|International Space Station Expedition 12 Science Operations Status Report for the Week Ending October 21, 2005||
Marshall Space Flight Center, Huntsville, Ala.
Status Report: 05-170
Expedition 12 Commander and NASA Science Officer Bill McArthur and flight engineer Valery Tokarev completed the first of three sessions with the Renal Stone experiment by collecting urine samples for later return to Earth. During this time, they also recorded all of their food and drinks consumed.
This experiment looks at whether potassium citrate can be used to reduce the risk of kidney stone formation for crewmembers in space. Potassium citrate has been proven to minimize kidney stone development on Earth.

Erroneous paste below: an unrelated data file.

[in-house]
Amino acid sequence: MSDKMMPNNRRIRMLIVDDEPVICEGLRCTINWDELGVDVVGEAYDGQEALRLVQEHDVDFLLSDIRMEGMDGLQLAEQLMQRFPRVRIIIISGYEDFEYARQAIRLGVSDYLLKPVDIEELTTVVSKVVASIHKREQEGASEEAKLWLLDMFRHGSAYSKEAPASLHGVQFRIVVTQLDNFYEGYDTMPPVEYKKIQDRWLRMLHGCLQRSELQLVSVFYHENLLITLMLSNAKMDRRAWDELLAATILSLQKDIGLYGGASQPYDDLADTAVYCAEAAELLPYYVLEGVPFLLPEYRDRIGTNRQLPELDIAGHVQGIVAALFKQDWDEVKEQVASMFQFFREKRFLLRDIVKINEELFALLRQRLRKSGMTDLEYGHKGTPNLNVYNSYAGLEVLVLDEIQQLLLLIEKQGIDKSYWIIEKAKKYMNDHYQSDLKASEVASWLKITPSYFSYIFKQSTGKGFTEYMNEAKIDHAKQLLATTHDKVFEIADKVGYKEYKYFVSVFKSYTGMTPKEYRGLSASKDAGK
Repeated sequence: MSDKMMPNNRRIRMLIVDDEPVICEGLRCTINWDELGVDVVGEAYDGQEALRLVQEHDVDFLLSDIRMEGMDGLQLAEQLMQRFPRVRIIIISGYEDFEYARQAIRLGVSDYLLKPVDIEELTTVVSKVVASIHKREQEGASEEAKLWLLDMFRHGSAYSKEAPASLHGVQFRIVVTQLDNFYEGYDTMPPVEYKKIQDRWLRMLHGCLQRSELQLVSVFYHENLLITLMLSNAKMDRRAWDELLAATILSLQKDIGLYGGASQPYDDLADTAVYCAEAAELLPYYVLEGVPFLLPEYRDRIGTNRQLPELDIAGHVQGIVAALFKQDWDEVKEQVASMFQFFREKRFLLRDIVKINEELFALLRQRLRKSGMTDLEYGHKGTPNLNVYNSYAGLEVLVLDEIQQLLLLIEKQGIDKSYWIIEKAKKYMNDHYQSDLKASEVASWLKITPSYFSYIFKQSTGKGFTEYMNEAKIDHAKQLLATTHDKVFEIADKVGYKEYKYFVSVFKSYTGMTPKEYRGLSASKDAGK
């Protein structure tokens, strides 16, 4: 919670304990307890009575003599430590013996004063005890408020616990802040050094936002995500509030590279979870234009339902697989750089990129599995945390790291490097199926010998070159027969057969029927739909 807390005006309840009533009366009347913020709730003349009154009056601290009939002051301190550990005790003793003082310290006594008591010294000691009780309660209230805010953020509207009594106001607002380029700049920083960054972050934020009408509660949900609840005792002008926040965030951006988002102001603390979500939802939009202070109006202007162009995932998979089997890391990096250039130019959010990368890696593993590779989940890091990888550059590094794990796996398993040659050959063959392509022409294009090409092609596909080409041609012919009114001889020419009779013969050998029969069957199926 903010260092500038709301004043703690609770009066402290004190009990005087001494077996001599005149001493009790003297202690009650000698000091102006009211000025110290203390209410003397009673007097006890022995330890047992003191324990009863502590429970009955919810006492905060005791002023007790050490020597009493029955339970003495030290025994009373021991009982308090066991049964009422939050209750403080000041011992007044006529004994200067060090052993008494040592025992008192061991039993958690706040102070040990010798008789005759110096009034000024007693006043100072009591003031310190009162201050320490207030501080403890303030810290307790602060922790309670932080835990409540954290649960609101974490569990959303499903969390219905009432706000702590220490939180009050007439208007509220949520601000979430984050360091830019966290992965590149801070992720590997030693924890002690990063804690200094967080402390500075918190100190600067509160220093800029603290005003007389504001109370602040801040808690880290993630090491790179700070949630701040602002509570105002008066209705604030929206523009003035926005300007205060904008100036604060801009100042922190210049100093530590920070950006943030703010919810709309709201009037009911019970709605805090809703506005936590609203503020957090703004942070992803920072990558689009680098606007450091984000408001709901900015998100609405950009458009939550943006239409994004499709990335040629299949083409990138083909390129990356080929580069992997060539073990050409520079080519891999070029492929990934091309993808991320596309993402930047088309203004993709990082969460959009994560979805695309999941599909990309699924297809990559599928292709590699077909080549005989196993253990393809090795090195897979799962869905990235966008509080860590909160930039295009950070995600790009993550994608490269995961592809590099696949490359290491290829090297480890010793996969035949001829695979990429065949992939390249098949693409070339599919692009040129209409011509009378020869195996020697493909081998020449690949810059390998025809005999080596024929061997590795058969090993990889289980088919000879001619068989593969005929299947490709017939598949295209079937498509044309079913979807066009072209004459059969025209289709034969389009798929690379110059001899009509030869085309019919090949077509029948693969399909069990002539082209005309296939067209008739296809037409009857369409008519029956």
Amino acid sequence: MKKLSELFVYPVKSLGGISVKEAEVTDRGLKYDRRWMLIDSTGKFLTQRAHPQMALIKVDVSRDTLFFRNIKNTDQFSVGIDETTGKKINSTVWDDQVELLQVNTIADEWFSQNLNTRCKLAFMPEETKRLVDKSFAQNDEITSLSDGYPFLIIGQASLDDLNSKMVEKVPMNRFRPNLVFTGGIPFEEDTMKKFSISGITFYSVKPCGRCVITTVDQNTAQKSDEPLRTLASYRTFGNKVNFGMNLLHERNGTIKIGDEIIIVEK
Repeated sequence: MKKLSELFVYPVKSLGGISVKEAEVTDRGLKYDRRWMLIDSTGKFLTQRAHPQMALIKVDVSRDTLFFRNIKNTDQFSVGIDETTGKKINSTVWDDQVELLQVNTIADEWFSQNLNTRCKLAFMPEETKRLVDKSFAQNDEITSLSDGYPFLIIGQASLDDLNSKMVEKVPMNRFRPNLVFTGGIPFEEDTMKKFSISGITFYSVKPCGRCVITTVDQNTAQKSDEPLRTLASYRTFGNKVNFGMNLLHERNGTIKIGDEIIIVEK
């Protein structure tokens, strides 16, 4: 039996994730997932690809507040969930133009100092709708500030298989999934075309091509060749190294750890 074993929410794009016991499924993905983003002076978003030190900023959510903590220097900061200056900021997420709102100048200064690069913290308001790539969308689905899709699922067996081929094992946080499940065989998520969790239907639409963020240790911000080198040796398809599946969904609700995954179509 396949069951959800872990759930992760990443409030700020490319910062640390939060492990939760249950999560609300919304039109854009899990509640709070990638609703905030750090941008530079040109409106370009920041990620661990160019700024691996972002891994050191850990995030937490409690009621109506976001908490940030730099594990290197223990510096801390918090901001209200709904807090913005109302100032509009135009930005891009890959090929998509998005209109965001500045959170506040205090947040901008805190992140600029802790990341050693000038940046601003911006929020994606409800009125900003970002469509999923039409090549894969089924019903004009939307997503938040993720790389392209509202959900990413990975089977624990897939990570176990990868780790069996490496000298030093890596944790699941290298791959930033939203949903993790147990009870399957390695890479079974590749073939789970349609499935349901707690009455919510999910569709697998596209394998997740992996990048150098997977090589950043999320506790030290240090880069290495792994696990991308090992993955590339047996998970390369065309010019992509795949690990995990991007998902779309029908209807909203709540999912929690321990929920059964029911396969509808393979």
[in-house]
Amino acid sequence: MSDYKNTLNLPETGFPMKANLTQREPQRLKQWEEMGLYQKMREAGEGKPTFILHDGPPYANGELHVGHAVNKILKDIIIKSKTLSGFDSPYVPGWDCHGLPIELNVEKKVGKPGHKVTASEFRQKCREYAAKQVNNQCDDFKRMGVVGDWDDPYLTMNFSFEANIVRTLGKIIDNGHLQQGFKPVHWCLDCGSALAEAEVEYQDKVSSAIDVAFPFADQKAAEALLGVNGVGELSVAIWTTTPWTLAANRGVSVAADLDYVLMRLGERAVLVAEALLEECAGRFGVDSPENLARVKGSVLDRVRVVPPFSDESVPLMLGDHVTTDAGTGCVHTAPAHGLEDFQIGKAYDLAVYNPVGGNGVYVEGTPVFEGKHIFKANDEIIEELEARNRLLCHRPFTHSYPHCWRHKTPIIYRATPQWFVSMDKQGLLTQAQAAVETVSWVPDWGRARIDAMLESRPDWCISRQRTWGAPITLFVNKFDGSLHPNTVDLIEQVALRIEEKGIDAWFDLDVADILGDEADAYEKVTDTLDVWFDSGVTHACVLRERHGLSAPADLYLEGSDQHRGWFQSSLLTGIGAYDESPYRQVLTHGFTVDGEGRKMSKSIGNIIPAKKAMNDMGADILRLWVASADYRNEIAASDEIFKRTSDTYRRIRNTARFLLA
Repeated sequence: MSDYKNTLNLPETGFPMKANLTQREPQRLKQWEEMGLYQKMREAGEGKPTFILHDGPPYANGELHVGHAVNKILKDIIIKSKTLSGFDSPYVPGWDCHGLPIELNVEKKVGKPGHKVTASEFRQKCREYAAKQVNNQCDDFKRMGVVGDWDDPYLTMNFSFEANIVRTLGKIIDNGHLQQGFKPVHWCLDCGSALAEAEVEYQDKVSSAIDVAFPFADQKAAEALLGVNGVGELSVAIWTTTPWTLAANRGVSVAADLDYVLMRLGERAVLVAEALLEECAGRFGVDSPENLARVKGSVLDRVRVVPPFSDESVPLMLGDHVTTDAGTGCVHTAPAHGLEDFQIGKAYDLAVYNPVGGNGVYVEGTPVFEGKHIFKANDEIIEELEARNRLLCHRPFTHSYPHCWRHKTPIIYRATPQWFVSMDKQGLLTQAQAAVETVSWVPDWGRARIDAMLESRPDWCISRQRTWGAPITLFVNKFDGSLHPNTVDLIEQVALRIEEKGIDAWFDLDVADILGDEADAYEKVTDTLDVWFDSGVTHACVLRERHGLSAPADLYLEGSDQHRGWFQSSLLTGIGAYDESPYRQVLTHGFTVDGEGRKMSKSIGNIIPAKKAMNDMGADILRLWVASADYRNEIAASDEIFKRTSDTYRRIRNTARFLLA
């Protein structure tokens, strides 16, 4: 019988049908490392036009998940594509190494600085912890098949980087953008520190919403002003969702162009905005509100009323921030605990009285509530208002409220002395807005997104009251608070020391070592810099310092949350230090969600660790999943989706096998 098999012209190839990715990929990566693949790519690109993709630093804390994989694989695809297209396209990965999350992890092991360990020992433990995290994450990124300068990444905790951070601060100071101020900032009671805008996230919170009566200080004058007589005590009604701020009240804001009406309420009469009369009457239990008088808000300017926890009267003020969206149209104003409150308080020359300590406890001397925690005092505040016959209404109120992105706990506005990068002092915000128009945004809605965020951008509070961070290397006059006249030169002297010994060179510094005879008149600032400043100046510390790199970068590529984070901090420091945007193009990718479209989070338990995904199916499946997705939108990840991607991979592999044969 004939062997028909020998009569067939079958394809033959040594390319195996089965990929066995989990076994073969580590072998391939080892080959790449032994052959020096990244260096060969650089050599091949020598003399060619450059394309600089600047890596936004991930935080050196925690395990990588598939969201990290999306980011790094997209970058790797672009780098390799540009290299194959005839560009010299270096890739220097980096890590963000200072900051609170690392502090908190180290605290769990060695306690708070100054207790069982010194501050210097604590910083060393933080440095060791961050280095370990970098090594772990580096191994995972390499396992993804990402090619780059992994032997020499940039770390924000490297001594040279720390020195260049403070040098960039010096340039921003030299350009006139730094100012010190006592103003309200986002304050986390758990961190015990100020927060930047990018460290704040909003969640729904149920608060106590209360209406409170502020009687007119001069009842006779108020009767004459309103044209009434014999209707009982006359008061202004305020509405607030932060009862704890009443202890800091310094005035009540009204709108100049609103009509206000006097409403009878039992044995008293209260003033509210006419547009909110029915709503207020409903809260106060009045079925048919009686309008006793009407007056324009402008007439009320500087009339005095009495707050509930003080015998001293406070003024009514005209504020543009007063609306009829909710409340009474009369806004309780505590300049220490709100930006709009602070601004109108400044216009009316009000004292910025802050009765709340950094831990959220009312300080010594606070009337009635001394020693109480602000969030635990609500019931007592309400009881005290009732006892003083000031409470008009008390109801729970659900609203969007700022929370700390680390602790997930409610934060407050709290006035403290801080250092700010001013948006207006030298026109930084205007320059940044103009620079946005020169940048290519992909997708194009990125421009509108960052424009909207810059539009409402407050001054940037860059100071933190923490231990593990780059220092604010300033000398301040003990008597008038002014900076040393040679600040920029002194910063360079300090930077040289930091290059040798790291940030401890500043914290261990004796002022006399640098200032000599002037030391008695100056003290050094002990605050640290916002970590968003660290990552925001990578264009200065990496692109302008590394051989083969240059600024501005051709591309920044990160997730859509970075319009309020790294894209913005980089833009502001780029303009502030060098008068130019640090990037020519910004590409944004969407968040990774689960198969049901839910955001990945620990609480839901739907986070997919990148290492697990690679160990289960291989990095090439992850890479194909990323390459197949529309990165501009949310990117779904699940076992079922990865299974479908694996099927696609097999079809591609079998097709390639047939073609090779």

Astronauts have an increased risk of developing kidney stones because urine calcium levels are typically much higher in space. An understanding of the crew’s diet during the urine collection timeframes will help researchers determine if the excess calcium in the urine is due to diet or a response to the microgravity environment.
NASA’s payload operations team at the Marshall Center coordinates U.S. science activities on Space Station.